Firefighting Choppers Take Risky Flights Fighting fires with water-dropping helicopters requires skills as sharp as ground fighters. Besides the smoke, pilots of those choppers have to brave shifting winds and tricky terrain, and still fly low enough to drop the water.
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Firefighting Choppers Take Risky Flights

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Firefighting Choppers Take Risky Flights

Firefighting Choppers Take Risky Flights

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Several large wildfires combined with a hot dry forecast have put Montana at the top of the nation's firefighting priority list. Some of the worst fires have been burning along the Rocky Mountain front, where the steep, rugged wilderness is making it especially hard for ground crews.

And that's when they call in water-dropping helicopters. Besides the smoke, the choppers have to brave shifting winds and tricky terrain and still fly low enough to drop the water.

It's risky business, as Montana Public Radio's Hope Stockwell learned firsthand when she spent the day with one chopper crew.

HOPE STOCKWELL: The danger involved in fighting fire from the air was punctuated last week with the death of a helicopter pilot in northern California and the injury of two others in Idaho. Thirty-three-year-old Dave Bebich(ph), a pilot with Montana Helitac in Helena, Montana, says he doesn't think much about those things.

Mr. DAVE BEBICH (Pilot, Helitac): It's kind of in the back of your mind, but you don't try to let it rule your mind, so - because if you start thinking about that all the time, you wouldn't be effective.

(Soundbite of water running)

Mr. BEBICH: Get that wet.

STOCKWELL: Bebich uses a garden hose to wash exhaust and grime off of his bright white Hewey.

Mr. BEBICH: Once I get airborne, we'll take the crew, find a good landing spot, get him on the fire, and we'll put the water back on. I'll go find a dip site, and then start putting out the fire for the crews on the ground so they can dig handline and suppress the fire. All right, she's clean. Ready to go.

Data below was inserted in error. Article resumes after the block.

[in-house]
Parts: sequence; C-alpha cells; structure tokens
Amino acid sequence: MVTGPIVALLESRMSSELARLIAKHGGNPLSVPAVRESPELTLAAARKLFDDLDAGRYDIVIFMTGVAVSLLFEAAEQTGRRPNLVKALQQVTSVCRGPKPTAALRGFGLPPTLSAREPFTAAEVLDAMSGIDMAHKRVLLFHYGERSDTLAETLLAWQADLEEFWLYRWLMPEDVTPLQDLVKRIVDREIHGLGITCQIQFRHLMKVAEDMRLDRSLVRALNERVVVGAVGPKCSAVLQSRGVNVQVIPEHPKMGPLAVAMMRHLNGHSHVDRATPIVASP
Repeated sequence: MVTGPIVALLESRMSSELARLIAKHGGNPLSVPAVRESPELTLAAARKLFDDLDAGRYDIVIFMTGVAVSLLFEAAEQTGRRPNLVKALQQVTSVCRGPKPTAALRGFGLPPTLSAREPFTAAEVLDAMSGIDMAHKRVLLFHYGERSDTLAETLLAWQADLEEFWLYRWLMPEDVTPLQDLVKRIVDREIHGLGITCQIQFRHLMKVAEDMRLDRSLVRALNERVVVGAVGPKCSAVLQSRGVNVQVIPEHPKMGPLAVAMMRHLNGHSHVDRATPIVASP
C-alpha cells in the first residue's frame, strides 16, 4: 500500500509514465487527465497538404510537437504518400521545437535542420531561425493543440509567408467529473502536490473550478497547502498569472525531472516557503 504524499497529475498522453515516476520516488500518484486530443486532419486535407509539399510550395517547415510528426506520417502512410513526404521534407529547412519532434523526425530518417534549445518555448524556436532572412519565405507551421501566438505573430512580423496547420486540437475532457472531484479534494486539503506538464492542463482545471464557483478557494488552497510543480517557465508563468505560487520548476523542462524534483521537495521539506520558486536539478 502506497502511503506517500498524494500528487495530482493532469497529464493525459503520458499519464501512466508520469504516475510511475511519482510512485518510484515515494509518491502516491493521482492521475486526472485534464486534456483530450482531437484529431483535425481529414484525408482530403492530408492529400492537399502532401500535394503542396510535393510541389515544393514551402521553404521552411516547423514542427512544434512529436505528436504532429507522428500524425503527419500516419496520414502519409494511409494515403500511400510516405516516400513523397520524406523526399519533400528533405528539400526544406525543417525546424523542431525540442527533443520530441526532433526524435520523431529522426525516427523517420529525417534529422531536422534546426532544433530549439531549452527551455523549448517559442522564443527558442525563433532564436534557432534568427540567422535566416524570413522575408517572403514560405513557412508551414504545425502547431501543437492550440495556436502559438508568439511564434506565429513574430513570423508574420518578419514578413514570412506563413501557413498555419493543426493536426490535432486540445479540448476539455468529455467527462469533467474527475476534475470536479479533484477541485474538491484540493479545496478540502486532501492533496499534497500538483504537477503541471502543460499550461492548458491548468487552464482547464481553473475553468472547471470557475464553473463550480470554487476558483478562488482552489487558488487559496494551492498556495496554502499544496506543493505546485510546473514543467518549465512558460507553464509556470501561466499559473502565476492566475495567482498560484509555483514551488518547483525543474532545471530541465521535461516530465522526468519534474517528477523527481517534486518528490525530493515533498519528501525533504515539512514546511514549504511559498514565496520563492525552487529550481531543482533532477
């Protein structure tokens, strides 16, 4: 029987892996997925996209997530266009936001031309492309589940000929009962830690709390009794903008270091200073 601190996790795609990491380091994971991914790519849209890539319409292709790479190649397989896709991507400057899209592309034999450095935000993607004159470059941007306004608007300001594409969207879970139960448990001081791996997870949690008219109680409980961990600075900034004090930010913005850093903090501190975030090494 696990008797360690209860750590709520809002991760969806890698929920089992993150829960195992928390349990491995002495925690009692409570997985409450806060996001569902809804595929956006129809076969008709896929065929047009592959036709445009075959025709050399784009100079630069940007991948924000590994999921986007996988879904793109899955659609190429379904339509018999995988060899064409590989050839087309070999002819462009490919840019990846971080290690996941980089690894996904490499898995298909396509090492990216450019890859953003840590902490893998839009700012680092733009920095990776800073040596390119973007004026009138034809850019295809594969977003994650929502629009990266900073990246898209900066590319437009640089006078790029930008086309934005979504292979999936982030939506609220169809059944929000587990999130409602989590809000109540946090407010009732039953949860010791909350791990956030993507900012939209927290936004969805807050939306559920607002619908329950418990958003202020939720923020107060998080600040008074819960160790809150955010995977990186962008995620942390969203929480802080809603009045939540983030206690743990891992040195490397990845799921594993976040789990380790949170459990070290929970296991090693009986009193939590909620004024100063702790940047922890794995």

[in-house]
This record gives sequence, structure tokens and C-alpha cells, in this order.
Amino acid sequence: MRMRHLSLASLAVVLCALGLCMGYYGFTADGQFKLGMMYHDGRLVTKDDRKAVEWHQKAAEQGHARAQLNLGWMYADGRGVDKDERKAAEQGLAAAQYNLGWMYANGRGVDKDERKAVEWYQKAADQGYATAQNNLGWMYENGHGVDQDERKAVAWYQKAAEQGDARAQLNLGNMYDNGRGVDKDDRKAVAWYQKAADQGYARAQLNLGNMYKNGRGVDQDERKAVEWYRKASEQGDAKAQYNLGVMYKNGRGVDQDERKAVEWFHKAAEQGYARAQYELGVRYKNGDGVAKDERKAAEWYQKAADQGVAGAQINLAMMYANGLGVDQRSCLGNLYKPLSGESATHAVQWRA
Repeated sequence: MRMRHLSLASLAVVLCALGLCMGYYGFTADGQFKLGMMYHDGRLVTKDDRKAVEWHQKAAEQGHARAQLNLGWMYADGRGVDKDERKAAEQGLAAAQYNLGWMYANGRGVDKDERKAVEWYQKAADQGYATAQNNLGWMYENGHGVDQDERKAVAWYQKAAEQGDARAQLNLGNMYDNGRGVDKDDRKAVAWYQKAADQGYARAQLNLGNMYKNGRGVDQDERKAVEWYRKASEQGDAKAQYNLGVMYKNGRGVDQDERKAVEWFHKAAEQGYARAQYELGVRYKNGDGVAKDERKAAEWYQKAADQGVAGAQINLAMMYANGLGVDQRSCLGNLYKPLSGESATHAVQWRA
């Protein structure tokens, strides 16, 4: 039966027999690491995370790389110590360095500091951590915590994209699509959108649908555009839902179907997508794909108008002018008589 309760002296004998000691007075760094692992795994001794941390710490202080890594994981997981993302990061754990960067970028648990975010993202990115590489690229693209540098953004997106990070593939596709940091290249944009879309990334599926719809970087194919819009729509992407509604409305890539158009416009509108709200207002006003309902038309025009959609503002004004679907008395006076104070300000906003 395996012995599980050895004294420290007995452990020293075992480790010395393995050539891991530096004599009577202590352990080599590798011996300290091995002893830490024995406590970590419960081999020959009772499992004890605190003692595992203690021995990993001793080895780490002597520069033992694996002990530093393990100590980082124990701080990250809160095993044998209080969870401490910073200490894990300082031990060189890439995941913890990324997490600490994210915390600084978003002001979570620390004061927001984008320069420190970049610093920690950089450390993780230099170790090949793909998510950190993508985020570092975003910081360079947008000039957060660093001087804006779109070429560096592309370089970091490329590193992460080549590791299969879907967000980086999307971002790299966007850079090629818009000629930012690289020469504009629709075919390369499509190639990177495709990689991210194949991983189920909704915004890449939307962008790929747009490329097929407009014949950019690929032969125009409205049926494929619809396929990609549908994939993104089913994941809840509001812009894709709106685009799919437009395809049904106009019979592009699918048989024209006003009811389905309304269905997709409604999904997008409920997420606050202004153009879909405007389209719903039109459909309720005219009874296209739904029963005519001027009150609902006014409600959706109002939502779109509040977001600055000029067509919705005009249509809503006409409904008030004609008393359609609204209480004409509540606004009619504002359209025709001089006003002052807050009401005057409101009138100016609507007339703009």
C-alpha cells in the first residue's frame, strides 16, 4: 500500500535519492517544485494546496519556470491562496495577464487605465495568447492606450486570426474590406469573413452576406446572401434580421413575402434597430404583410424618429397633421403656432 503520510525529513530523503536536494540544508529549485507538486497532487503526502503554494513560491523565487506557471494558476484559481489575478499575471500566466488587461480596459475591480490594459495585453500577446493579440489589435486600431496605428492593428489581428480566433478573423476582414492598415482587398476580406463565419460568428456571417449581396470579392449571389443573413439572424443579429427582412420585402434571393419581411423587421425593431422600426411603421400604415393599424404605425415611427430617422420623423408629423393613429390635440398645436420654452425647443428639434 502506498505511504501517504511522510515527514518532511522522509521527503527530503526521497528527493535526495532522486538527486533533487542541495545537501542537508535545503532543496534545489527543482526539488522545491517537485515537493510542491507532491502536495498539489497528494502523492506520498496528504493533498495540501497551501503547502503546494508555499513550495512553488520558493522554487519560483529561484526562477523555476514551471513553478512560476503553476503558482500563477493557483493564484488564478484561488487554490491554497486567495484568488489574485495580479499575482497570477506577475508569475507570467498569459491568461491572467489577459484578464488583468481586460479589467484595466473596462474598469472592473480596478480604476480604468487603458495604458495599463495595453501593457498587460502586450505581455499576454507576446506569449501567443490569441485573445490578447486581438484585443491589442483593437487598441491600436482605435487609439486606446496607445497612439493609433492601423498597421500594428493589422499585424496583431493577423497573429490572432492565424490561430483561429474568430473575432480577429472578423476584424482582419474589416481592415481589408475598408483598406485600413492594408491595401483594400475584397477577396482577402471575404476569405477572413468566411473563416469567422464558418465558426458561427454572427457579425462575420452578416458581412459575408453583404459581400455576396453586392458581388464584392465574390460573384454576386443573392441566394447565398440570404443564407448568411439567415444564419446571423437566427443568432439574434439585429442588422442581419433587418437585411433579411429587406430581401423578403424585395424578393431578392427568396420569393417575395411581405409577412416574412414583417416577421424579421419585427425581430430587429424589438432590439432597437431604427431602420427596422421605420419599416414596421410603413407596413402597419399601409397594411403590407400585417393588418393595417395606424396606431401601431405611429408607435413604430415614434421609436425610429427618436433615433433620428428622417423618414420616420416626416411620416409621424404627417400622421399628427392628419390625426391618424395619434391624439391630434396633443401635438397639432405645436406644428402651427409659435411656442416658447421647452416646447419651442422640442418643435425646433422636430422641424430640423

STOCKWELL: And now comes the waiting. Bebich doesn't know if it'll be minutes or hours until a call comes in for his team.

Unidentified Woman: All units, we're looking at township 14 north, report of a smoke, not much...

Mr. BEBICH: Looks like there's a fire there.

Unidentified Man: Heading north.

Mr. BEBICH: Okay, we're in launched.

Unidentified Man: We're getting launched.

Mr. BEBICH: Okay.

Unidentified Man: I'll get the information when you're in the air on the (unintelligible).

Mr. BEBICH: All right. I'll see you on the ground, hopefully - up there. See you later.

(Soundbite of helicopter)

STOCKWELL: This fire, north of Helena, is one of several this summer that have burned in rugged terrain, not easily accessible by vehicle. People are also building more homes in heavily wooded and hard-to-reach places.

Helicopters and retardant planes are being used to try to protect structures where homes and wilderness meet. Hundreds of permanent and summer homes have been evacuated in several places.

Montana Helitac focuses on trying to keep new fires from becoming big fires. Dave Bebich checks in after touching down to refuel.

Mr. BEBICH: That's a little windy, nice and bumpy, and hot, so - but the fire's doing pretty good. We're - I think we're going to get it - this one here, so -got a bunch of engines on that fire now, finally. There's probably four or five trucks up there.

Unidentified Man: Yeah, and the (unintelligible).

Mr. BEBICH: Yeah, they got in there.

Unidentified Man: Good.

Mr. BEBICH: So, we got a bunch of guys on the ground up there, so that helps a lot. It's a team effort. Everybody has their part.

STOCKWELL: One hundred twenty-five gallons of Jet-A fuel later, Bebich is ready to go.

DENNIS (Firefighter): You know where I'm at.

(Soundbite of banging sound)

Mr. BEBICH: I do. All right. Thanks, Dennis. I'm going to go and head back up, so I'll be right back up to help the guys on the ground.

(Soundbite of helicopter)

STOCKWELL: Within about three hours, Bebich has dropped some 60 buckets, or nearly 20,000 gallons of water on this fire, and the job's not done. Bebich has about two and a half hours of light left before he has to call it a night.

For NPR News, I'm Hope Stockwell in Helena, Montana.

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